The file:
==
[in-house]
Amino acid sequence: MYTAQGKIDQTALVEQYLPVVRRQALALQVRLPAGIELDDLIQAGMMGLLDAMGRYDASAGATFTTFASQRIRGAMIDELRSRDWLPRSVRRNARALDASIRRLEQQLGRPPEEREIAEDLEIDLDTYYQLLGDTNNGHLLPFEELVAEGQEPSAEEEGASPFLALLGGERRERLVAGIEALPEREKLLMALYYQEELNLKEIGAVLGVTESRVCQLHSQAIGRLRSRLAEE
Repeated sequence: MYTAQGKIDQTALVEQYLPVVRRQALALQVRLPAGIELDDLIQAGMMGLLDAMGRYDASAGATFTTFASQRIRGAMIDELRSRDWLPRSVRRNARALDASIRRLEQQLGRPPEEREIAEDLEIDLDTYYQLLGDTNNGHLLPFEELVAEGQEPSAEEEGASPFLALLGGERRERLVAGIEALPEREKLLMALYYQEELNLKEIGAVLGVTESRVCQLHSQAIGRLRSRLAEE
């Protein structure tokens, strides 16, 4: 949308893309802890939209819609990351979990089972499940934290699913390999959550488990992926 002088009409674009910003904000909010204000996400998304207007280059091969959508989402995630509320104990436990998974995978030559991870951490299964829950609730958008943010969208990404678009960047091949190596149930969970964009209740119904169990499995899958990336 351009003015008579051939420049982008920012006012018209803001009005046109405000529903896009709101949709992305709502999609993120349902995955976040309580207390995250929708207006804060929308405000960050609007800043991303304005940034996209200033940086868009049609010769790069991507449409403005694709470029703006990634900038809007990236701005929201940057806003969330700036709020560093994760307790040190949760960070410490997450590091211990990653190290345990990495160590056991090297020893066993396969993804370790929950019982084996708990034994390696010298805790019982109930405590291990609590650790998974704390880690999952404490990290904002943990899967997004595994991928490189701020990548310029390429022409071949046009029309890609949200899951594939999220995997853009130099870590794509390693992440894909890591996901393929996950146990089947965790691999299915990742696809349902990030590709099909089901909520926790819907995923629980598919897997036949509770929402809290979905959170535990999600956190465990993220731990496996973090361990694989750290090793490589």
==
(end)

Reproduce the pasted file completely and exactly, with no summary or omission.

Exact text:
[in-house]
Amino acid sequence: MYTAQGKIDQTALVEQYLPVVRRQALALQVRLPAGIELDDLIQAGMMGLLDAMGRYDASAGATFTTFASQRIRGAMIDELRSRDWLPRSVRRNARALDASIRRLEQQLGRPPEEREIAEDLEIDLDTYYQLLGDTNNGHLLPFEELVAEGQEPSAEEEGASPFLALLGGERRERLVAGIEALPEREKLLMALYYQEELNLKEIGAVLGVTESRVCQLHSQAIGRLRSRLAEE
Repeated sequence: MYTAQGKIDQTALVEQYLPVVRRQALALQVRLPAGIELDDLIQAGMMGLLDAMGRYDASAGATFTTFASQRIRGAMIDELRSRDWLPRSVRRNARALDASIRRLEQQLGRPPEEREIAEDLEIDLDTYYQLLGDTNNGHLLPFEELVAEGQEPSAEEEGASPFLALLGGERRERLVAGIEALPEREKLLMALYYQEELNLKEIGAVLGVTESRVCQLHSQAIGRLRSRLAEE
């Protein structure tokens, strides 16, 4: 949308893309802890939209819609990351979990089972499940934290699913390999959550488990992926 002088009409674009910003904000909010204000996400998304207007280059091969959508989402995630509320104990436990998974995978030559991870951490299964829950609730958008943010969208990404678009960047091949190596149930969970964009209740119904169990499995899958990336 351009003015008579051939420049982008920012006012018209803001009005046109405000529903896009709101949709992305709502999609993120349902995955976040309580207390995250929708207006804060929308405000960050609007800043991303304005940034996209200033940086868009049609010769790069991507449409403005694709470029703006990634900038809007990236701005929201940057806003969330700036709020560093994760307790040190949760960070410490997450590091211990990653190290345990990495160590056991090297020893066993396969993804370790929950019982084996708990034994390696010298805790019982109930405590291990609590650790998974704390880690999952404490990290904002943990899967997004595994991928490189701020990548310029390429022409071949046009029309890609949200899951594939999220995997853009130099870590794509390693992440894909890591996901393929996950146990089947965790691999299915990742696809349902990030590709099909089901909520926790819907995923629980598919897997036949509770929402809290979905959170535990999600956190465990993220731990496996973090361990694989750290090793490589």